A commentator who used to be a "pre-Facebook teen" makes an excellent point about today's social networking: Things haven't changed much since pre-social-Web days. "Categorizing and ranking friends existed long before these social-networking sites came around," writes L.A.-based writer and editor Sara Libby in the Christian Science Monitor. "Adults baffled by the proliferation of MySpace and Facebook are confusing themselves by viewing the use of these sites as a completely new and foreign phenomenon. Kids who network with friends online aren't affecting their ability to create real, face-to-face friendships any more than typing a term paper affects their ability to address a postcard by hand. Kids are still kids. Online networking is just an updated version of collecting choice yearbook signatures or, in my case, wearing a friend's picture on a T-shirt," Sara says, referring to the "buddy shirts" of her high school years. "It became a status symbol to invite the most popular people from the team to take a buddy pic with you, then to wear that shirt around school. The cooler the people in your picture, the more impressive the shirt was." Now it's online "friending" that allows public display of teens' social status.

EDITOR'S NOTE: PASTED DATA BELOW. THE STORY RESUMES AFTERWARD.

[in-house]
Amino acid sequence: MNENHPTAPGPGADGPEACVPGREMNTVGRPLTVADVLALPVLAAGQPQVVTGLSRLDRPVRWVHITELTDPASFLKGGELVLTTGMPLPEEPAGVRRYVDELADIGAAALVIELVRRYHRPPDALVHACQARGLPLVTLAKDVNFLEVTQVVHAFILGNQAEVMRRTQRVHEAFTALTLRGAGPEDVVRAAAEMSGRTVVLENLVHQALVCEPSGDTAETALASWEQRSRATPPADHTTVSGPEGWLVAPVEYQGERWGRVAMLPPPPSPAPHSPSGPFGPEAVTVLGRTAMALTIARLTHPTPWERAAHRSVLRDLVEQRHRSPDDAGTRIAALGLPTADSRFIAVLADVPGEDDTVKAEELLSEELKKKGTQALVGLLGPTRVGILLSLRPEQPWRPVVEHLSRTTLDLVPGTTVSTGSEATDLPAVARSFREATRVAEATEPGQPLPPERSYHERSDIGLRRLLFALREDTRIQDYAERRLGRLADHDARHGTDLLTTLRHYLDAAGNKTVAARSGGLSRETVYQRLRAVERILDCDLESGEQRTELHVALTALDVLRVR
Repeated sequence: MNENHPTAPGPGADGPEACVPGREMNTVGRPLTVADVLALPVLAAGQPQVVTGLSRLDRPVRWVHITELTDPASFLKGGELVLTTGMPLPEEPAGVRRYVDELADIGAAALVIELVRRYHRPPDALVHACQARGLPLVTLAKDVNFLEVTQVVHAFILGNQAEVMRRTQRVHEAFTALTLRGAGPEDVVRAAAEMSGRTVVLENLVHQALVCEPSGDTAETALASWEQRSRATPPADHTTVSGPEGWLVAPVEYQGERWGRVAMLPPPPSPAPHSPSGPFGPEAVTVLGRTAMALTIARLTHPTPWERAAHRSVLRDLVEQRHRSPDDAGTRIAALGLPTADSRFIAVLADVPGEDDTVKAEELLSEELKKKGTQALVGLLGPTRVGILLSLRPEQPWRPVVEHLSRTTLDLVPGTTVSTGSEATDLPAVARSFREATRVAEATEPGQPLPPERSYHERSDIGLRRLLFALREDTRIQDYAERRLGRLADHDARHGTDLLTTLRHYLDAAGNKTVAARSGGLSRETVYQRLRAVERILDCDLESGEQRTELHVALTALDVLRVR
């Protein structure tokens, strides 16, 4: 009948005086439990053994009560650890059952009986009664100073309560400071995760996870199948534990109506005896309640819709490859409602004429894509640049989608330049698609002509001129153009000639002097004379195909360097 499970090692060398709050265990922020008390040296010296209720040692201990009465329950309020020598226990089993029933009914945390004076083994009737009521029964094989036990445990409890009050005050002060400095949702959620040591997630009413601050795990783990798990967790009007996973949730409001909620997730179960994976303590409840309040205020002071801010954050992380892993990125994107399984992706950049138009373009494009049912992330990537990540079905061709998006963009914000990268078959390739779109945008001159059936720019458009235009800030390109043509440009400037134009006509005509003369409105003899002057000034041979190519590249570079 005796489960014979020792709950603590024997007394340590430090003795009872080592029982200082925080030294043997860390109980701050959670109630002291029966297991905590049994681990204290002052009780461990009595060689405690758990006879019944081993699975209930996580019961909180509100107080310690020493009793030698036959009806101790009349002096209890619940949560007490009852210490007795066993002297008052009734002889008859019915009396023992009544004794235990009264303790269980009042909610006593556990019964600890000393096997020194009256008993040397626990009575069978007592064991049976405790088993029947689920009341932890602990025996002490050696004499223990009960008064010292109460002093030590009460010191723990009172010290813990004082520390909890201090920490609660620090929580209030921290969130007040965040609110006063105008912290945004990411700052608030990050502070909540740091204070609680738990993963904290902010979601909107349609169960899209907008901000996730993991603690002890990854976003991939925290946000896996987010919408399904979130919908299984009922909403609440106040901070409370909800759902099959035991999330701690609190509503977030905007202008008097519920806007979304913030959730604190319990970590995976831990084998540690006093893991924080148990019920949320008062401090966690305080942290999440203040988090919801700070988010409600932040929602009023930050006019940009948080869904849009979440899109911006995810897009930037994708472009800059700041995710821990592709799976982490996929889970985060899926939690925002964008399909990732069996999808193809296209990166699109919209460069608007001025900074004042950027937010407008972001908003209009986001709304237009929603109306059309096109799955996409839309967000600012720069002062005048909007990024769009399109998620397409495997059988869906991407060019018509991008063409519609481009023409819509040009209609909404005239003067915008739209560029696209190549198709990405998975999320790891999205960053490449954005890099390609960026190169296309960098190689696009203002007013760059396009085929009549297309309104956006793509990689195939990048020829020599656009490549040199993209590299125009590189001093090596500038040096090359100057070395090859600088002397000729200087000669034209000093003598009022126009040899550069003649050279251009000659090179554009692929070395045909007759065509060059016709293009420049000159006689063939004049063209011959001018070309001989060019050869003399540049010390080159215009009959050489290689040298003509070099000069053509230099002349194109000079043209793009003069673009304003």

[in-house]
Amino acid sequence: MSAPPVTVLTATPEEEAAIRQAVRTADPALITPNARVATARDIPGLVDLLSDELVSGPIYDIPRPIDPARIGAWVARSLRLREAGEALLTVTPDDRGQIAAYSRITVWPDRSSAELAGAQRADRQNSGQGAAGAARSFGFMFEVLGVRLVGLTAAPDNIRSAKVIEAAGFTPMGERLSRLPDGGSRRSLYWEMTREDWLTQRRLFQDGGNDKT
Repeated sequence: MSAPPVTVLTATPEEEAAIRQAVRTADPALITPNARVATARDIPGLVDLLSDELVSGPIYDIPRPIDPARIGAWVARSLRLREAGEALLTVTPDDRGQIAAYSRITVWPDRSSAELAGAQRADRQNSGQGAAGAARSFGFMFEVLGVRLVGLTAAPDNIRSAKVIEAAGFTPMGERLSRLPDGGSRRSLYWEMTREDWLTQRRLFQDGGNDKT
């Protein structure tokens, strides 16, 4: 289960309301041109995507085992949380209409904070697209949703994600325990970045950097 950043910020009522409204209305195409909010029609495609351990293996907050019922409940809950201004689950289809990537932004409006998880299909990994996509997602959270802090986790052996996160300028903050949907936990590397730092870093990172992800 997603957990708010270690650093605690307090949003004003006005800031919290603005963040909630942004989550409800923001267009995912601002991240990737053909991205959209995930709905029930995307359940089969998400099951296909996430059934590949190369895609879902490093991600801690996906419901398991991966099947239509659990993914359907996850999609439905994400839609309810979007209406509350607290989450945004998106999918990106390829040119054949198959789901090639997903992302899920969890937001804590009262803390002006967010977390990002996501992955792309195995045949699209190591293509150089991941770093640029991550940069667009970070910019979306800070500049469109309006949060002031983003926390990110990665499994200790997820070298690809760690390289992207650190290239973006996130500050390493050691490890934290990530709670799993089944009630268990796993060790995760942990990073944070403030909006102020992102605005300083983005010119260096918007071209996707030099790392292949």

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NetFamilyNews – by Anne Collier
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- Spoiler alert: Kid loves teaching Twitter to Dad
- At the IGF: Youth participation = greater youth e-safety
- Enabling peer protection: Knowledge is empowerment
- Millennials’ changing social media use: Survey
- Heard of Twitch? Amazon has!
- Dealing with the nasties online
- Leadership in bullying prevention and so much more
Analysis & News – by Larry Magid
- High school kids show strong support for First Amendment
- UN bringing child rights into the digital age
- IGF attendees complain about censorship in Turkey while some advocate it for youth
- Internet Governance Forum topics include human rights, network neutrality and child protection
- Protecting children online needs to allow for their right to free speech
- It’s time for schools to upgrade both technology and pedagogy
- Why Google (and Facebook) should admit kids under 13
- As Ferguson struggles, Georgia teens create app to rate police departments